While traditional static website monitoring can only tell you if the checkout URL or search URL is up or down, dynamic user journey monitoring is testing the whole process, end to end ‘Doing what the customer Does’ with randomised items (and number of items) in the cart, payment methods, shipping options, different ways of having browsed to, or searched for items and all measured at regular intervals 24/7 so that Customer Experience through your busy times and your quite times is captured.
Websites have changed a great deal in the last few years. The way companies monitor those sites has not. As customers become ever more demanding, the world becomes more connected, and online properties ever more complex: “business as usual” is no longer enough.
Most websites are no longer built around a “static” basic URL architecture (e.g. one URL for a specific product category, or one URL for a specific search).
Dynamic User Journey Monitoring reporting enables you to drill down into the detail of how individual steps in a user journey are performing and set alerts for slowdown based on your own user experience requirements. It ensures that your IT teams are alerted out of hours when your CX is poor, so they can resolve problems: instead of waiting for a server to be down some time later before their server monitoring alerts cut in. It frees your IT teams to plan effectively for hardware and IT infrastructure to cope with varying demand – such as “rush hours” and quiet periods, seasonal fluctuations and major campaign activities – in the knowledge that as long as the Journeys measured stayed Green = OK during the peak, then the IT infrastructure did it’s job; even if Marketing say ROI or purchasing was lower than expected: the IT infrastructure is no longer a possible culprit!
The Lost Opportunities calculations that dynamic user journey monitoring enables means that a monetary value can be assigned to slowdown or downtime or errors based on the value of user activities unique to an organisation and to a specific time. Some examples:
- An average basket value of a user at 6pm on a Friday may be much more valuable than the average at 2am on a Wednesday – so an error with the checkout process on the latter may be less damaging to the bottom line. Lost Opportunities calculations that factor this in help with decisions on when and if to switch over to new hosting capacity : whether new software has too many teething troubles and should be rolled back, or whether technicians on the call out rota need more tools to reduce their time to resolve problems.
- A user who views a full product demo video may be more valuable in terms of likelihood of completing a lead generation form so a user journey that includes a video view may be more valuable to the sales team than one that does not. If there is a decision to be made on fixing a bug on the video player or another component on your site: this information could help make the business case for one over the other.
- An increase in calls (and costs) to support or customer service, or an elevated number of product returns resulting in refunds, the cost of replacements and brand damage may result from errors in conditional logic where users were not able to choose the correct combination of options, or were sent the wrong configuration of items.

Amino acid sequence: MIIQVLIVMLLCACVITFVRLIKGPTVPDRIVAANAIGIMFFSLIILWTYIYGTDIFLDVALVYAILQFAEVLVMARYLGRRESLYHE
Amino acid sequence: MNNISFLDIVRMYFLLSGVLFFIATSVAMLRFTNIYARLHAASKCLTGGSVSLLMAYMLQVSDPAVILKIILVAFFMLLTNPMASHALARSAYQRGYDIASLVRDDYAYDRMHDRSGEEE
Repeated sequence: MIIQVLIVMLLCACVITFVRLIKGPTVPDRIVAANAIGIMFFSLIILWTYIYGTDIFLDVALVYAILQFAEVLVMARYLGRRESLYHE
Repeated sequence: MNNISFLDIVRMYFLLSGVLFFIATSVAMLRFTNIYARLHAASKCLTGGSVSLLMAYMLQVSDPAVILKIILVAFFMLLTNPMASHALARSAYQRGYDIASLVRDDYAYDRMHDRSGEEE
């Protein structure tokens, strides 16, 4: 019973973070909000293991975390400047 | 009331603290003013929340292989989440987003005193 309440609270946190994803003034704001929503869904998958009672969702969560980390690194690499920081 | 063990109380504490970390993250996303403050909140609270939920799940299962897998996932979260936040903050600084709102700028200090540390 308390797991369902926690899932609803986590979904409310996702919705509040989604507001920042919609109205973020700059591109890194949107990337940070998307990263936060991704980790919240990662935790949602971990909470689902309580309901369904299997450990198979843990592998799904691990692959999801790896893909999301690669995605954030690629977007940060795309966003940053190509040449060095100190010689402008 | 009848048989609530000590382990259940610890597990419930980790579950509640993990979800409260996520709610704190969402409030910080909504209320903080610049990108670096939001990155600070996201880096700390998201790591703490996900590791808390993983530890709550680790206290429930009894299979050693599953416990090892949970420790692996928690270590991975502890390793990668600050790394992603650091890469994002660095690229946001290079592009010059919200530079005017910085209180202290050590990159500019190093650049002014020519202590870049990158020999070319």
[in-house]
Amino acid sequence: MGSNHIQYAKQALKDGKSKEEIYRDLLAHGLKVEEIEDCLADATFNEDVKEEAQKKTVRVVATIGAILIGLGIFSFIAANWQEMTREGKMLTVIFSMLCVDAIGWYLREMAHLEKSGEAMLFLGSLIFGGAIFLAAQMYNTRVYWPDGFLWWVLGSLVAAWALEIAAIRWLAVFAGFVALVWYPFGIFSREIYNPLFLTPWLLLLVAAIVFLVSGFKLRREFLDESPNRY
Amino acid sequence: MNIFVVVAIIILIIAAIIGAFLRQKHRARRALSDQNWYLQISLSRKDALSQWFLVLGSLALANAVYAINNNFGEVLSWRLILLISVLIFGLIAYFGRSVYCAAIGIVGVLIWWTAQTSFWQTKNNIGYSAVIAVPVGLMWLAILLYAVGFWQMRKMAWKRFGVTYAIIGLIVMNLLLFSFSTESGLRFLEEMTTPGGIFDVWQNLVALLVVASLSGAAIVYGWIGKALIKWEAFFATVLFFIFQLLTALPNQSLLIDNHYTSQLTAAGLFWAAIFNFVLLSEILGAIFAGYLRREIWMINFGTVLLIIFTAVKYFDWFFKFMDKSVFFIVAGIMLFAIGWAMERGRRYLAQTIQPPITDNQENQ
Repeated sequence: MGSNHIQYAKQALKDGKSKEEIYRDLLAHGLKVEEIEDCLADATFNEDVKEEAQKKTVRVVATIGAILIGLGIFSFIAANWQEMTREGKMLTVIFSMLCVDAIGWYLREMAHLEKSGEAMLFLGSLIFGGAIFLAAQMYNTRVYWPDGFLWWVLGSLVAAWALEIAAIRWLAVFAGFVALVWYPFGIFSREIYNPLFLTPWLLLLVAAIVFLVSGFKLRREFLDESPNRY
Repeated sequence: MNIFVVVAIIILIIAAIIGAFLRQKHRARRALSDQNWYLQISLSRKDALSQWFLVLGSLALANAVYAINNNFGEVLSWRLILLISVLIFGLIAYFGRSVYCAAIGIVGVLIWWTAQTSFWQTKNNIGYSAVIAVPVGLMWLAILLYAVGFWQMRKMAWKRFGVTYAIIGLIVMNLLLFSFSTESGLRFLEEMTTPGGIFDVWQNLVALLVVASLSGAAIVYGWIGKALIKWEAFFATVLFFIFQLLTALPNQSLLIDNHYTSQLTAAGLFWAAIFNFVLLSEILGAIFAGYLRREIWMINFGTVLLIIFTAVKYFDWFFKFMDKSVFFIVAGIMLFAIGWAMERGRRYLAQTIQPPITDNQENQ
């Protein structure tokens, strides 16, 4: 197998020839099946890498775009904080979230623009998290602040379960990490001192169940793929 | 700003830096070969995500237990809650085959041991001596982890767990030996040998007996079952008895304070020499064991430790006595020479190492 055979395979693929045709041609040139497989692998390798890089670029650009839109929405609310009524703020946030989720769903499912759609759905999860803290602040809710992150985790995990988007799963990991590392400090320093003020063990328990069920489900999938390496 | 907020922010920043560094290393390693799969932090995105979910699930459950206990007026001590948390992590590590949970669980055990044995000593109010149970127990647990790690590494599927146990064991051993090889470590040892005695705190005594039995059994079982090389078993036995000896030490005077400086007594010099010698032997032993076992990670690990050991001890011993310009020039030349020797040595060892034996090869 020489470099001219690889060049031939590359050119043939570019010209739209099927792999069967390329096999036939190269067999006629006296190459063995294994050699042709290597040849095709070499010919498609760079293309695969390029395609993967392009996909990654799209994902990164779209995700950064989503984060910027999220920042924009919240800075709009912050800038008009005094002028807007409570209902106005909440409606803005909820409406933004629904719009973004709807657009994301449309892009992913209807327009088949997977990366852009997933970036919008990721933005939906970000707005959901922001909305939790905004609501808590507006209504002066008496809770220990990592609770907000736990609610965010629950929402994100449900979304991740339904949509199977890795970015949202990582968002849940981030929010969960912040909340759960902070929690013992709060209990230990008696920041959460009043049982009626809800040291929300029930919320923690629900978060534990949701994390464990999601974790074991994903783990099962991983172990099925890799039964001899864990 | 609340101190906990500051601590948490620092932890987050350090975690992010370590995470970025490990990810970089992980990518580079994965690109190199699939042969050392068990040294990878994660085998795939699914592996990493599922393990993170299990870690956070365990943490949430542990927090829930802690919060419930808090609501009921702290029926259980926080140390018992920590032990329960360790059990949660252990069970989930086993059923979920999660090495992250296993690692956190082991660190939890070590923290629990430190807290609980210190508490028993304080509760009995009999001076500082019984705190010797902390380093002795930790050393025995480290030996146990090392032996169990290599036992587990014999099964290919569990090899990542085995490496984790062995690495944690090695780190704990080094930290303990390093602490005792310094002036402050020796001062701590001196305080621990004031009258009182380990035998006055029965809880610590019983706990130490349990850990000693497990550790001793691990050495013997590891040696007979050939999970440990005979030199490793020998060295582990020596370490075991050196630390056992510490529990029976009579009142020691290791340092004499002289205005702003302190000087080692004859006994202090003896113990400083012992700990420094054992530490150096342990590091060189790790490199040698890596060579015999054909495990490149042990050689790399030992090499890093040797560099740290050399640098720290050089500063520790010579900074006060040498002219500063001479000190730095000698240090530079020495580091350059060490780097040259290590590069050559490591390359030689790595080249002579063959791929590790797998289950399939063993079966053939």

- If the stock inventory system is not responding, or not updating, to the online store: what will be the cost of users who look elsewhere, wanting to be certain they can definitely get the goods. The problem of the disappointed buyer occurs when a visitor finds the product they want on your site, takes time to compare with other choices, and then when they click Add to Basket are confronted with a page saying this option is not available to buy!Once you start to calculate how many times a user will return, what the average basket value is for each visit, how much they are worth over the course of the length of an average customer relationship with your organisation – and how much it costs to recruit new users vs continuing a good relationship with existing loyal customers the cost of “just a couple of hours of partial downtime” suddenly doesn’t seem so small.
- Where 3rd parties are contracted to provide some or all of your online services, whether standalone or components and plugins, the relationships between organisations are commonly managed through assessment of KPIs under a Service Level Agreement (SLA). Discussions of performance where a value can be assigned to downtime can be given a much sharper strategic and budgetary focus when the measurement is of Customer Experience journeys is on the table, not just artificial metrics of server availability.
This type of time dependent performance information is also extremely valuable for decision making around activities such as ad traficking, context sensitive sales and marketing offers and IT investment discussions, and prioritisation of support, developer and customer services time.
In the marketing arms race large amounts of time and money are invested in bringing user to the site through SEO, SEM, advertising, events, social media activities and PR campaigns. However, it doesn’t matter how many people you attract to the site if they cannot transact or interact with you in a meaningful way, if they cannot login. register or place orders, and eventually abandon their visit due to frustration.
The possibility of losing business and damaging brand due to poor technical performance is a real concern now the web is such an integral part of every body’s lives. The only way to protect your online revenue and ensure a consistent, positive, end user experience is to ensure your checklists always include monitoring your website more deeply to obtain the customer’s true perspective.
For more information about setting up your user journeys please read our User Journey FAQ